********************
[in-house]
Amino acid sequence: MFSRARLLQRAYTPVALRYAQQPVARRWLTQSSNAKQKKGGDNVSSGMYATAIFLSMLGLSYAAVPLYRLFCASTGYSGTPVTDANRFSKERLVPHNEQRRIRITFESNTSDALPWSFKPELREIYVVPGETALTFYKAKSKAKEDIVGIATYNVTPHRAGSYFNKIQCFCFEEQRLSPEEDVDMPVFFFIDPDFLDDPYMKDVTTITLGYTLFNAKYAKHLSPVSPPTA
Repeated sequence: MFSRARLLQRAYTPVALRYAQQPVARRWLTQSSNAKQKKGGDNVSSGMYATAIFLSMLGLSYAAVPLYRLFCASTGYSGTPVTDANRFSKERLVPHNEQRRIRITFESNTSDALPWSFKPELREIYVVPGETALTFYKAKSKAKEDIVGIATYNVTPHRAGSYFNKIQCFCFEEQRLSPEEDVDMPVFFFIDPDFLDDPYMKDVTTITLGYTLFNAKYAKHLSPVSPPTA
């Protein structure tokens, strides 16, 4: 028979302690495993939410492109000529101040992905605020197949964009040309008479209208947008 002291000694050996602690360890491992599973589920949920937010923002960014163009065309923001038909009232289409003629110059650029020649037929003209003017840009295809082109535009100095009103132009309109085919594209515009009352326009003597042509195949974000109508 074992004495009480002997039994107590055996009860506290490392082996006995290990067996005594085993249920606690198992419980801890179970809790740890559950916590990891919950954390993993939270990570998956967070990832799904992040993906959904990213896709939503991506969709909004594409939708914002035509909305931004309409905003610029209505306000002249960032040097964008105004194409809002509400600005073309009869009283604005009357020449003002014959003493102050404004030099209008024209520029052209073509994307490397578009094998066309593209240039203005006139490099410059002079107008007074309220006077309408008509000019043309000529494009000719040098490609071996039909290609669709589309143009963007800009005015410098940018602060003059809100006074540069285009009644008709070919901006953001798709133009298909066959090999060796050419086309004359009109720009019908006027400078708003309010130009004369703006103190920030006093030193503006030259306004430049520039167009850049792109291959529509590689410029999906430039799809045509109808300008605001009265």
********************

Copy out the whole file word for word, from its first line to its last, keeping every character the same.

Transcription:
[in-house]
Amino acid sequence: MFSRARLLQRAYTPVALRYAQQPVARRWLTQSSNAKQKKGGDNVSSGMYATAIFLSMLGLSYAAVPLYRLFCASTGYSGTPVTDANRFSKERLVPHNEQRRIRITFESNTSDALPWSFKPELREIYVVPGETALTFYKAKSKAKEDIVGIATYNVTPHRAGSYFNKIQCFCFEEQRLSPEEDVDMPVFFFIDPDFLDDPYMKDVTTITLGYTLFNAKYAKHLSPVSPPTA
Repeated sequence: MFSRARLLQRAYTPVALRYAQQPVARRWLTQSSNAKQKKGGDNVSSGMYATAIFLSMLGLSYAAVPLYRLFCASTGYSGTPVTDANRFSKERLVPHNEQRRIRITFESNTSDALPWSFKPELREIYVVPGETALTFYKAKSKAKEDIVGIATYNVTPHRAGSYFNKIQCFCFEEQRLSPEEDVDMPVFFFIDPDFLDDPYMKDVTTITLGYTLFNAKYAKHLSPVSPPTA
């Protein structure tokens, strides 16, 4: 028979302690495993939410492109000529101040992905605020197949964009040309008479209208947008 002291000694050996602690360890491992599973589920949920937010923002960014163009065309923001038909009232289409003629110059650029020649037929003209003017840009295809082109535009100095009103132009309109085919594209515009009352326009003597042509195949974000109508 074992004495009480002997039994107590055996009860506290490392082996006995290990067996005594085993249920606690198992419980801890179970809790740890559950916590990891919950954390993993939270990570998956967070990832799904992040993906959904990213896709939503991506969709909004594409939708914002035509909305931004309409905003610029209505306000002249960032040097964008105004194409809002509400600005073309009869009283604005009357020449003002014959003493102050404004030099209008024209520029052209073509994307490397578009094998066309593209240039203005006139490099410059002079107008007074309220006077309408008509000019043309000529494009000719040098490609071996039909290609669709589309143009963007800009005015410098940018602060003059809100006074540069285009009644008709070919901006953001798709133009298909066959090999060796050419086309004359009109720009019908006027400078708003309010130009004369703006103190920030006093030193503006030259306004430049520039167009850049792109291959529509590689410029999906430039799809045509109808300008605001009265």